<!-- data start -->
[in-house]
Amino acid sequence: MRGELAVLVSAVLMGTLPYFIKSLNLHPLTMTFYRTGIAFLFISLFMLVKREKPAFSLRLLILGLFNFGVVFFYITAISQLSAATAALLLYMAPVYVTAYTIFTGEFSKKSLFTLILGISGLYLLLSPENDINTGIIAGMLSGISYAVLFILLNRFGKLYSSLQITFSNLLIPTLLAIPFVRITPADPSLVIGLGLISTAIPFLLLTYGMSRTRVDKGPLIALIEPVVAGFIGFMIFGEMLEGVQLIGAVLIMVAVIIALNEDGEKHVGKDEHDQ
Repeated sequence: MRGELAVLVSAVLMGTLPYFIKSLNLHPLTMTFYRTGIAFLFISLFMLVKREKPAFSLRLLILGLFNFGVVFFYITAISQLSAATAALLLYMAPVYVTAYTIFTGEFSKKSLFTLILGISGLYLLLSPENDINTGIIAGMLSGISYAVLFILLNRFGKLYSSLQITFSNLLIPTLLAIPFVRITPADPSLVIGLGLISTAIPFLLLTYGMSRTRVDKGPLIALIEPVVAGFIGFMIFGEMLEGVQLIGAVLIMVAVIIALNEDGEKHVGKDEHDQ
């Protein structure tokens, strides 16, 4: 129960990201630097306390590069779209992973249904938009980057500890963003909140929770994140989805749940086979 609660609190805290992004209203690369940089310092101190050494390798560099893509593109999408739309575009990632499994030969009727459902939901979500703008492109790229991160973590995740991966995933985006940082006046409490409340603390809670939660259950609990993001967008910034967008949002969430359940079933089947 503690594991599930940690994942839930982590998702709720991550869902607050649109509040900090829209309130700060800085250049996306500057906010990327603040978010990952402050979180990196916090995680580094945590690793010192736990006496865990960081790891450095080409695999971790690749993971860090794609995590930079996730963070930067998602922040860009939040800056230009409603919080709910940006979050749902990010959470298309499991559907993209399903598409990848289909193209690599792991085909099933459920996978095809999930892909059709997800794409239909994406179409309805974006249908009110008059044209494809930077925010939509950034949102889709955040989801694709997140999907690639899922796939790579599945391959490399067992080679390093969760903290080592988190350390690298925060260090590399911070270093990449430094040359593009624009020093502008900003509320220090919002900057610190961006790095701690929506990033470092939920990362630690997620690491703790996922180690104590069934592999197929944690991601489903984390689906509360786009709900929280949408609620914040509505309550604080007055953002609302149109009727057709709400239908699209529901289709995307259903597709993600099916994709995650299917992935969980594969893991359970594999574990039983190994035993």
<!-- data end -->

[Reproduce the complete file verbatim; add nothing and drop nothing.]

[in-house]
Amino acid sequence: MRGELAVLVSAVLMGTLPYFIKSLNLHPLTMTFYRTGIAFLFISLFMLVKREKPAFSLRLLILGLFNFGVVFFYITAISQLSAATAALLLYMAPVYVTAYTIFTGEFSKKSLFTLILGISGLYLLLSPENDINTGIIAGMLSGISYAVLFILLNRFGKLYSSLQITFSNLLIPTLLAIPFVRITPADPSLVIGLGLISTAIPFLLLTYGMSRTRVDKGPLIALIEPVVAGFIGFMIFGEMLEGVQLIGAVLIMVAVIIALNEDGEKHVGKDEHDQ
Repeated sequence: MRGELAVLVSAVLMGTLPYFIKSLNLHPLTMTFYRTGIAFLFISLFMLVKREKPAFSLRLLILGLFNFGVVFFYITAISQLSAATAALLLYMAPVYVTAYTIFTGEFSKKSLFTLILGISGLYLLLSPENDINTGIIAGMLSGISYAVLFILLNRFGKLYSSLQITFSNLLIPTLLAIPFVRITPADPSLVIGLGLISTAIPFLLLTYGMSRTRVDKGPLIALIEPVVAGFIGFMIFGEMLEGVQLIGAVLIMVAVIIALNEDGEKHVGKDEHDQ
């Protein structure tokens, strides 16, 4: 129960990201630097306390590069779209992973249904938009980057500890963003909140929770994140989805749940086979 609660609190805290992004209203690369940089310092101190050494390798560099893509593109999408739309575009990632499994030969009727459902939901979500703008492109790229991160973590995740991966995933985006940082006046409490409340603390809670939660259950609990993001967008910034967008949002969430359940079933089947 503690594991599930940690994942839930982590998702709720991550869902607050649109509040900090829209309130700060800085250049996306500057906010990327603040978010990952402050979180990196916090995680580094945590690793010192736990006496865990960081790891450095080409695999971790690749993971860090794609995590930079996730963070930067998602922040860009939040800056230009409603919080709910940006979050749902990010959470298309499991559907993209399903598409990848289909193209690599792991085909099933459920996978095809999930892909059709997800794409239909994406179409309805974006249908009110008059044209494809930077925010939509950034949102889709955040989801694709997140999907690639899922796939790579599945391959490399067992080679390093969760903290080592988190350390690298925060260090590399911070270093990449430094040359593009624009020093502008900003509320220090919002900057610190961006790095701690929506990033470092939920990362630690997620690491703790996922180690104590069934592999197929944690991601489903984390689906509360786009709900929280949408609620914040509505309550604080007055953002609302149109009727057709709400239908699209529901289709995307259903597709993600099916994709995650299917992935969980594969893991359970594999574990039983190994035993």